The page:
Where to hike in New York City: 10 tips from guidebook author Ben Keene

New York City offers fabulous shopping, Broadway plays and… hiking trails?

Guide book author Ben Keene has hiked accross the tri-state area. (Photo: Ben Keene)

Guide book author Ben Keene has hiked across the NY metro area. (Photo: Ben Keene)

A thriving metropolis of 8 million people is an unlikely place to experience nature. But as Brooklyn’s Ben Keene explains, there are plenty of opportunities to hike in and around New York City.

The author of Best Hikes Near New York City agreed to share his urban hiking tips exclusively with Downtown Traveler readers.

Read on for Ben’s insider tips for hiking in the Big Apple.

Where to Hike in NYC

1. When you talk to New Yorkers about hiking, what’s the typical reaction?

Honestly, a good percentage of New Yorkers seem surprised to learn that there are hiking trails so close to the city. Dozens of trails can be reached by spending about an hour on a bus or a train.

2. Many of the hiking spots in your book are outside of the five boroughs. Do you need a car to reach them?

There are numerous parks that are accessible via public transportation. More than half of the hikes in my book include directions for reaching the trailhead without a car. [See below for Ben’s favorite NYC hiking spot].

Sunfish Pond, Delaware Water Gap NRA, N.J.

The Delaware Water Gap is a two-hour drive from New York City. (Photo: Compass Points/Flickr)

3. If a New Yorker has a car and can venture farther off the beaten track, what hiking destination would you recommend?

With a car and a willingness to drive as much as two hours each way, I’d recommend Catskill Park upstate or the Delaware Water Gap along the New Jersey-Pennsylvania state line. Either is a good bet if you need some distance from the city.

4. What is your favorite hiking spot in New York City proper?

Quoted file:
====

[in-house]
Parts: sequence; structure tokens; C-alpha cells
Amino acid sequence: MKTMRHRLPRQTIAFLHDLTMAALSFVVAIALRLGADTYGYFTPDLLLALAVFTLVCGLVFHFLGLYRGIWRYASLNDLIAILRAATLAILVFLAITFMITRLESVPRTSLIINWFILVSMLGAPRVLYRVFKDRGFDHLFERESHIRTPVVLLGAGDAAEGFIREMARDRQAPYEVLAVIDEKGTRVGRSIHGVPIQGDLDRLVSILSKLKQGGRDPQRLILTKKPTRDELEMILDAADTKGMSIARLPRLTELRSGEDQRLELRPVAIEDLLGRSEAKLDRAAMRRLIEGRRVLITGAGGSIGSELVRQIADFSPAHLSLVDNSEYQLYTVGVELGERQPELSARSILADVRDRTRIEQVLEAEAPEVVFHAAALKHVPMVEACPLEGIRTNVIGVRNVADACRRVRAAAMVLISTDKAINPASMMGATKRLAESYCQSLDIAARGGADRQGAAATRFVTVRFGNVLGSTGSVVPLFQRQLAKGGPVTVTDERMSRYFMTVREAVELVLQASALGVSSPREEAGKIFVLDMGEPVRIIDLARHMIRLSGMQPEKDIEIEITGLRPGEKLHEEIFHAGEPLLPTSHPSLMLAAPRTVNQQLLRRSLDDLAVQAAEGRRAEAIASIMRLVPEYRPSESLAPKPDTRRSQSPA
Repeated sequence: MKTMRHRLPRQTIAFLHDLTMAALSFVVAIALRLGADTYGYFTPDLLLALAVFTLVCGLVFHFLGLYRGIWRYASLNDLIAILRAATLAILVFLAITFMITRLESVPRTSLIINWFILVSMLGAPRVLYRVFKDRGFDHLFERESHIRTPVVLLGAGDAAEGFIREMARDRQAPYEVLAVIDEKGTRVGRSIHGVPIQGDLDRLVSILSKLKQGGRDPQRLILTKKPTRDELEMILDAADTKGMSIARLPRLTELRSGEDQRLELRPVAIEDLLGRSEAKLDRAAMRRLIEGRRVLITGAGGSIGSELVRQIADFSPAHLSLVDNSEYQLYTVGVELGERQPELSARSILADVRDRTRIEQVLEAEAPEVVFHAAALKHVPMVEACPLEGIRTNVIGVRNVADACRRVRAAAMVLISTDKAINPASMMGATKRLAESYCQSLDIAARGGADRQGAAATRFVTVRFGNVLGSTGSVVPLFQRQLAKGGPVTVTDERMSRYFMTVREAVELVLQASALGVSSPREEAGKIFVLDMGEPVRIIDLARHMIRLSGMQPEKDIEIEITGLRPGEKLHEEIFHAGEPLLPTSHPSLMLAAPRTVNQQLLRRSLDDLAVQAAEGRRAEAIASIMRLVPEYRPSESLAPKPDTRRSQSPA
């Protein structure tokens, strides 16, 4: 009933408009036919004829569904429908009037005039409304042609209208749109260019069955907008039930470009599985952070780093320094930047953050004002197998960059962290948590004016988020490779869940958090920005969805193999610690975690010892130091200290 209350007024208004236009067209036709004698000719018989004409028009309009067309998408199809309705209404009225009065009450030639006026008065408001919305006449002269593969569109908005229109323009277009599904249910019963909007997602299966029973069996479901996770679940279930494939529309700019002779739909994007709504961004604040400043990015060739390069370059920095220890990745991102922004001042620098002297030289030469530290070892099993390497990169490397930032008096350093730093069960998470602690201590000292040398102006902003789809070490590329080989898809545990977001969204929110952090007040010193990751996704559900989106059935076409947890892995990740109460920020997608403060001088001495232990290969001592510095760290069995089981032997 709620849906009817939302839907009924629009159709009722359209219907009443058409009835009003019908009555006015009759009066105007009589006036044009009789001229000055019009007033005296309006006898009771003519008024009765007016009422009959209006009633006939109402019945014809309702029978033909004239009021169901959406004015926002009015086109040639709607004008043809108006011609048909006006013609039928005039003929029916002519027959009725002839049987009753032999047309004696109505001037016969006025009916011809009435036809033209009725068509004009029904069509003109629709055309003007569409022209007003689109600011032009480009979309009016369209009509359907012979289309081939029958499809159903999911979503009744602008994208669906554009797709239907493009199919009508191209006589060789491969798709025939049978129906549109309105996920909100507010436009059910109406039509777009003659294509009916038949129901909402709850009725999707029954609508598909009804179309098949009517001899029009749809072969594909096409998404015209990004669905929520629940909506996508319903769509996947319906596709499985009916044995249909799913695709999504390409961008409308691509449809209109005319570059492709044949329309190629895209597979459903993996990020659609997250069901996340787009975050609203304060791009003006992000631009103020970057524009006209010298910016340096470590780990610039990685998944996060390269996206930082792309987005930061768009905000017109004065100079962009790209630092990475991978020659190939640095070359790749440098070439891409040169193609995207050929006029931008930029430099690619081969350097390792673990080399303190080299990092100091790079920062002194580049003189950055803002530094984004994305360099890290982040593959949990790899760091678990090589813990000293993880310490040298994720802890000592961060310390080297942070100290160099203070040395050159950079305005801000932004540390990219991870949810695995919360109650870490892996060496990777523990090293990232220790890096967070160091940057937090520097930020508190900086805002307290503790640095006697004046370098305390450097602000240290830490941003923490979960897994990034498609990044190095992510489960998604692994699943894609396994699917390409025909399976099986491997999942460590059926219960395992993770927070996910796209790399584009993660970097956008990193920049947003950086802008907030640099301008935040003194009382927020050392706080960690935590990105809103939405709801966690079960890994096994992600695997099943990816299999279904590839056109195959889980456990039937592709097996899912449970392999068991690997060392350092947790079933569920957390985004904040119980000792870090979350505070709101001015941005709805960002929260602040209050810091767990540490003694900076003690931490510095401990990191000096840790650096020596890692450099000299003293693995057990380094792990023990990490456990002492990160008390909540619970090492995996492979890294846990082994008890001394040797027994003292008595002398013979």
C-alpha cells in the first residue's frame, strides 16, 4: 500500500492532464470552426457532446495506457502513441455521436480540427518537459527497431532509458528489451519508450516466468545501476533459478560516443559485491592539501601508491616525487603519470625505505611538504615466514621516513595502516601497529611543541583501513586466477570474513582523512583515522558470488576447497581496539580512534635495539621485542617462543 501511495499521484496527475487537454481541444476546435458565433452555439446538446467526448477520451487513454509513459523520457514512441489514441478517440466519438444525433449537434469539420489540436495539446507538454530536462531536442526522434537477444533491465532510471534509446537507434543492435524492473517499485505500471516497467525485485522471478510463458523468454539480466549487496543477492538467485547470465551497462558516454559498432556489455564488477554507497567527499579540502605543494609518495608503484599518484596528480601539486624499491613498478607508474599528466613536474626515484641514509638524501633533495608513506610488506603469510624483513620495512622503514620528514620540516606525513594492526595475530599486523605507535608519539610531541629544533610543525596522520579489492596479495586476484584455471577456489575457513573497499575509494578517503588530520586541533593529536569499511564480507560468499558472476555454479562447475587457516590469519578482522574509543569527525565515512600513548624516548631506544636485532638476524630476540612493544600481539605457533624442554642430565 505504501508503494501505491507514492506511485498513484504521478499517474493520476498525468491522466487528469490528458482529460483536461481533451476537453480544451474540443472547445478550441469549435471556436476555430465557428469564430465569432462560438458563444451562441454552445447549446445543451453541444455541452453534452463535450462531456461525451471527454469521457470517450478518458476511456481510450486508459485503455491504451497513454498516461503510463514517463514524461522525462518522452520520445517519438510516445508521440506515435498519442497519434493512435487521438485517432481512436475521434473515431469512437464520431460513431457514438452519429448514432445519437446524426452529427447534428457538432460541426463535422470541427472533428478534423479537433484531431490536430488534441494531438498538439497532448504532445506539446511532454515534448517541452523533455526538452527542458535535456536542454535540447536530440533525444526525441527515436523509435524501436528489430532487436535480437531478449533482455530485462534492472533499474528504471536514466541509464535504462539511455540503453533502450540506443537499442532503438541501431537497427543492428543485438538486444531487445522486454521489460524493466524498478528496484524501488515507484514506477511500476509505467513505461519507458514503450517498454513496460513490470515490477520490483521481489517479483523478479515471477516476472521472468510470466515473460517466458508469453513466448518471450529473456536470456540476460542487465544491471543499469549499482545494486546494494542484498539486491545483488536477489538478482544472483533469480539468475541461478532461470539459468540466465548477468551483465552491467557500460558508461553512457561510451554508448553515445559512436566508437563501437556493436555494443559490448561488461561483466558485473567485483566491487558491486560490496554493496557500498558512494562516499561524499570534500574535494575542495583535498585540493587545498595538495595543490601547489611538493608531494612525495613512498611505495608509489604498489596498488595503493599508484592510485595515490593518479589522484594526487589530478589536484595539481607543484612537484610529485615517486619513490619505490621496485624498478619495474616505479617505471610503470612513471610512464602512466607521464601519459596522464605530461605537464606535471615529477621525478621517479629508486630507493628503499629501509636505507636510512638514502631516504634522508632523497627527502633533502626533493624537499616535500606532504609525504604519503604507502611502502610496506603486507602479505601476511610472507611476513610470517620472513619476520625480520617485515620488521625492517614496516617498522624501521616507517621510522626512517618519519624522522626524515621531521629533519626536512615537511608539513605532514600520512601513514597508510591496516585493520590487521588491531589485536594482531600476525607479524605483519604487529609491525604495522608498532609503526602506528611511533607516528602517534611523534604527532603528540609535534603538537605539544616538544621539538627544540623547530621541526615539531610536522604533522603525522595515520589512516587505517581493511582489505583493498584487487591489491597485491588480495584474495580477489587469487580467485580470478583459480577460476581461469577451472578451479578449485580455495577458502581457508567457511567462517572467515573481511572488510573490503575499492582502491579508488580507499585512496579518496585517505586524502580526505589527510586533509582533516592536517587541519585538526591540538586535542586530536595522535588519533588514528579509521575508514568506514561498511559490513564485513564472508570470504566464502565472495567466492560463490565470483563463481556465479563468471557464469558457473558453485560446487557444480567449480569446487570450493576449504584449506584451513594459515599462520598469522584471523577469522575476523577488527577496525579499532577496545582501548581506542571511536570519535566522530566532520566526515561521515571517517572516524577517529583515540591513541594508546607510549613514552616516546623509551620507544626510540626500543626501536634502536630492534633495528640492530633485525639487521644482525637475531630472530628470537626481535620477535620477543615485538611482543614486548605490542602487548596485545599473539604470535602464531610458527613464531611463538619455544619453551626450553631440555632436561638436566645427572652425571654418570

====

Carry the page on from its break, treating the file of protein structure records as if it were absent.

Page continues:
Definitely the Staten Island Greenbelt. As the second biggest park in the city it has six main trails of varying lengths that allow for repeated visits. And again, you don’t need a car to reach the Greenbelt.

Flowers at the Staten Island Greenbelt. (Photo: Ben Keene)

Flowers at the Staten Island Greenbelt in New York City. (Photo: Ben Keene)

Essential Gear

5. What advice would you give to first-time hikers?

First and foremost, be prepared. Bring water, sunscreen, a hat, a high-protein snack, and a map. Always a map. Boots are also worth investing in if you plan to go hiking regularly. Beyond that, I’d say determine your fitness level before you go.

6. Does a beginner have to invest a lot of money in buying hiking gear?

No, you don’t need to invest a lot of money in gear. As I mentioned, boots are a smart purchase (as are a few pairs of thick socks), but expensive outdoor apparel, hiking poles, fancy hydration systems, and the like aren’t essential. Start simple.

New Yorkers can skip the designer gear, but a good pair of hiking boots is essential. (Photo: EMS.com)

7. At a bare minimum, what gear should you always bring on a hike?

I want to stress the importance of water and a detailed topographical map. A smart phone is not a smart alternative. Do not head into the woods without these two things. It always upsets me when I meet people on a trail who are putting themselves at risk of dehydration by essentially hiking blind.

Beer, Rock ‘n Roll and Hiking

8. Do you listen to music when you hike? If so, what’s your favorite song to get in the outdoor spirit?

When I go hiking I want to hear birds, the wind in the trees, and other hikers. Not Katy Perry. If I had to pick a song that inspires me to get walking though, I’d say “Mykonos” by the Fleet Foxes—lyrically and musically it’s all about movement.

9. When did you first get interested in hiking?

I’ve enjoyed the outdoors since I was a kid. Many a family vacation involved visits to national parks—Acadia, the Smokies, Yosemite—and the best way to experience the natural beauty of those places is on foot.

10. You blog about craft beer. Would you recommend mixing that with your other love, hiking?

Beer and hiking can be good friends, but they get along much better if they meet up at the end of the trip. I’ve gotten into Black IPAs recently. It’s worth noting that alcohol consumption is prohibited in some parks.

For More Information

Ben Keene

Ben Keene

To learn more about outdoor adventures near Manhattan, read Ben Keene’s book, Best Hikes Near New York City.

Ben developed a love of hiking while growing up in Virginia and Maryland, and has been exploring New York City’s trails for the last decade.

When he’s not communing with nature, Ben runs the blog Where and Back and writes for DRAFT Magazine, The San Francisco Chronicle, Time Out New York, Wend, The Village Voice, and Travel + Leisure Southeast Asia.

You can find Ben on Twitter (@Whereandback).

About Leslie Koch

I'm a New Yorker with a passion for travel and art. I founded DowntownTraveler.com after returning from a year-long backpacking trip around the world. Find me on Twitter at @leslietravel.